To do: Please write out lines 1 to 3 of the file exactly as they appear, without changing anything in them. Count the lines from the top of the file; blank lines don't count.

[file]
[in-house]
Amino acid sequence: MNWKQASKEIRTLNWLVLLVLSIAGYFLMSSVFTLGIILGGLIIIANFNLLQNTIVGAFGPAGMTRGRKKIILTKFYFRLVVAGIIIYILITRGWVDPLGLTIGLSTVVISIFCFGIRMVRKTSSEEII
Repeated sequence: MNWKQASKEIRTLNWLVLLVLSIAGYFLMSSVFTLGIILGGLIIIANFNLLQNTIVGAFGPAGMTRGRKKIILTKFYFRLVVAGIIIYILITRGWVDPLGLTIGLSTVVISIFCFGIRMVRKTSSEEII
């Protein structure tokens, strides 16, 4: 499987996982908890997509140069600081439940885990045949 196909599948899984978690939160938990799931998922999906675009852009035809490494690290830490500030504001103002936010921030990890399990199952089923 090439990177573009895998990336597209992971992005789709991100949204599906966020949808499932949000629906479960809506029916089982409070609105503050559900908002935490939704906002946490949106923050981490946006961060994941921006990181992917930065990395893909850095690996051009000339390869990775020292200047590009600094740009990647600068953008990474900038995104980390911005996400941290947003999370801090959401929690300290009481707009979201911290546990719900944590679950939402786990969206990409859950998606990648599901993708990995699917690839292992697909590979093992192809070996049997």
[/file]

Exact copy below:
[in-house]
Amino acid sequence: MNWKQASKEIRTLNWLVLLVLSIAGYFLMSSVFTLGIILGGLIIIANFNLLQNTIVGAFGPAGMTRGRKKIILTKFYFRLVVAGIIIYILITRGWVDPLGLTIGLSTVVISIFCFGIRMVRKTSSEEII
Repeated sequence: MNWKQASKEIRTLNWLVLLVLSIAGYFLMSSVFTLGIILGGLIIIANFNLLQNTIVGAFGPAGMTRGRKKIILTKFYFRLVVAGIIIYILITRGWVDPLGLTIGLSTVVISIFCFGIRMVRKTSSEEII